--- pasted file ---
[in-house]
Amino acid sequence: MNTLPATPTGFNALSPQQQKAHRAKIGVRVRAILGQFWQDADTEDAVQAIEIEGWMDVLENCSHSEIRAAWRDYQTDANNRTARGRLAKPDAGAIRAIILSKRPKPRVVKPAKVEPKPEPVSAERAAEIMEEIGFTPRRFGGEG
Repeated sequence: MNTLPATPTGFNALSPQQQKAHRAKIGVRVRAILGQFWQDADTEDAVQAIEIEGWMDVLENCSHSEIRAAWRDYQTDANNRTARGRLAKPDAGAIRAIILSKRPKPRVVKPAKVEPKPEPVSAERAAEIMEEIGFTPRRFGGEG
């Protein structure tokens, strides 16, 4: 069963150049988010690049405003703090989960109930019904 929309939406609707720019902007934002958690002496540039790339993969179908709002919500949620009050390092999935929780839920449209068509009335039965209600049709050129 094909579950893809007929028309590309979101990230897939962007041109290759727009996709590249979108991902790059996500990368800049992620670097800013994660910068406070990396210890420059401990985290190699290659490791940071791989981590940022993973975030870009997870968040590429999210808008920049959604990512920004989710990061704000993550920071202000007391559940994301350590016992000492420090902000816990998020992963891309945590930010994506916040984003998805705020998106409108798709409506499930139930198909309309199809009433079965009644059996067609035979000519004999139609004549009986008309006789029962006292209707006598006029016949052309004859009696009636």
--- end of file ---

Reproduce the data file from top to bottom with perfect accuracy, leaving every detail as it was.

[in-house]
Amino acid sequence: MNTLPATPTGFNALSPQQQKAHRAKIGVRVRAILGQFWQDADTEDAVQAIEIEGWMDVLENCSHSEIRAAWRDYQTDANNRTARGRLAKPDAGAIRAIILSKRPKPRVVKPAKVEPKPEPVSAERAAEIMEEIGFTPRRFGGEG
Repeated sequence: MNTLPATPTGFNALSPQQQKAHRAKIGVRVRAILGQFWQDADTEDAVQAIEIEGWMDVLENCSHSEIRAAWRDYQTDANNRTARGRLAKPDAGAIRAIILSKRPKPRVVKPAKVEPKPEPVSAERAAEIMEEIGFTPRRFGGEG
């Protein structure tokens, strides 16, 4: 069963150049988010690049405003703090989960109930019904 929309939406609707720019902007934002958690002496540039790339993969179908709002919500949620009050390092999935929780839920449209068509009335039965209600049709050129 094909579950893809007929028309590309979101990230897939962007041109290759727009996709590249979108991902790059996500990368800049992620670097800013994660910068406070990396210890420059401990985290190699290659490791940071791989981590940022993973975030870009997870968040590429999210808008920049959604990512920004989710990061704000993550920071202000007391559940994301350590016992000492420090902000816990998020992963891309945590930010994506916040984003998805705020998106409108798709409506499930139930198909309309199809009433079965009644059996067609035979000519004999139609004549009986008309006789029962006292209707006598006029016949052309004859009696009636």